(Update: Adding more comment from board chairman; Oregon Nurses Association, C.O. Providers Network statements)
Dr. Steve Gordon to take on interim role; national search planned for permanent CEO
BEND, Ore. (KTVZ) — After nearly eight years as president and CEO of St. Charles Health System, the last 2 1/2 dealing with the many ramifications and impacts of the COVID-19 pandemic, Joe Sluka announced Tuesday his intention to step down from the role.
“I am so proud of this organization and the more than 4,500 employees who put their hearts into caring for our communities every single day. This is a very difficult decision,” Sluka said in a statement issued by the health system.
“At the same time, after leading through more than two years of a global pandemic and the corresponding recovery, I feel it is time for me to step aside, recharge and provide the opportunity for new operational leaders to guide St. Charles forward,” he added.
Dr. Steve Gordon, an experienced health care executive and former member of the St. Charles Board of Directors, will take on the interim CEO role as Sluka transitions to what the health system called “a strategic advisor position.”
The last few years of Sluka’s tenure no doubt have been the roughest, as the COVID-19 impacts led to financial struggles faced by many hospitals. Earlier this year, the health system laid off more than 100 caregivers and eliminated 76 vacant positions.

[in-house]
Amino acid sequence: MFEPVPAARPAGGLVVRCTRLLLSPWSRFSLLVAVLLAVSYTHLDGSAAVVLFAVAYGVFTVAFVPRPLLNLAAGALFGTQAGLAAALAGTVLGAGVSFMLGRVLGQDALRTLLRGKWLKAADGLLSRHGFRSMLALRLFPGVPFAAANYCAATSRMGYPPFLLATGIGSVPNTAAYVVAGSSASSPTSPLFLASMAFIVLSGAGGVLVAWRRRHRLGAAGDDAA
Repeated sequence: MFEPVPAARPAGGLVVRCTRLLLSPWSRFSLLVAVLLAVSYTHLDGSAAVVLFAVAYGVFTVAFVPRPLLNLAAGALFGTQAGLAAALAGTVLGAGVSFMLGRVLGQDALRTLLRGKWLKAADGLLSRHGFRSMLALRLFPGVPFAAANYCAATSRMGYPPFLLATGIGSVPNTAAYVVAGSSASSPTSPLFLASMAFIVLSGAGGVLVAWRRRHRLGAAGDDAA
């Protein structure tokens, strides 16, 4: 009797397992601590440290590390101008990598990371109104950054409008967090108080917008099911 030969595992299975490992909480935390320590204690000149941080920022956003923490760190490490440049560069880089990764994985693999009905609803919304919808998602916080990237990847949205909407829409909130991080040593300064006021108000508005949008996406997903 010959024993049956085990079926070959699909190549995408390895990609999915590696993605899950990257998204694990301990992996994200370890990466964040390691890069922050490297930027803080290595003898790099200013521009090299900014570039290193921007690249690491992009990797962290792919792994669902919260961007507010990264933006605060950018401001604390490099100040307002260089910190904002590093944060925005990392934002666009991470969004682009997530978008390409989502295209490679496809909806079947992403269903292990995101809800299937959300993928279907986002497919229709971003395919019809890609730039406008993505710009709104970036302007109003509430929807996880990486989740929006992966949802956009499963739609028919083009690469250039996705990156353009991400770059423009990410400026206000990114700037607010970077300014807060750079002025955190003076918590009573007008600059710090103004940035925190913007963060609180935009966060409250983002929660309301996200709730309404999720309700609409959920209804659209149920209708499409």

Weeks later, about 300 St. Charles employees filed for union representation, upset with administrators’ decisions and seeking a greater voice in their workplace and future.
Gordon, a primary care and internal medicine physician by training, has worked as a health care management consultant with Point B, Inc. since 2016. Previously, he served in executive leadership roles for PeaceHealth in Vancouver, Wash., Providence Health and Services in Portland and Salem Health. He is a graduate of Harvard College, Harvard Medical School and Harvard Kennedy School of Government.
“Having spent several years on the St. Charles Board of Directors, I understand the unique role our health system plays in the Central Oregon community. I am energized to build on Joe’s legacy and advance and strengthen St. Charles despite the current challenges the health care industry faces,” Gordon said. “I will continue to work closely with Joe in his strategic advisor role and am grateful that I’ll have his support, insight and ideas moving forward.”
St. Charles Board of Directors Chairman Jamie Orlikoff told NewsChannel 21 in a phone interview Tuesday that COVID’s added challenges on health care executives “has burned out many, many people. We’re usually talking front-line people, but we’ve seen a lot of 1,000-yard stares of CEOs in hospitals around the country.”
He called Sluka a “great leader” who was “gracious enough and honest enough that he had been stressed to the point where it was probably better” for him to leave the stressful position and “recharge — and better for the health system.”
Stlll, Orlikoff said, “We want to get the benefit of his knowledge – Joe is a really great strategic thinker. By taking the operational pressure off of him … Joe can kind of raise his gaze and think more strategically.” Asked about how long that would be, the board chair added, “I don’t think it’ll be forever, but he’ll be in that role indefinitely.”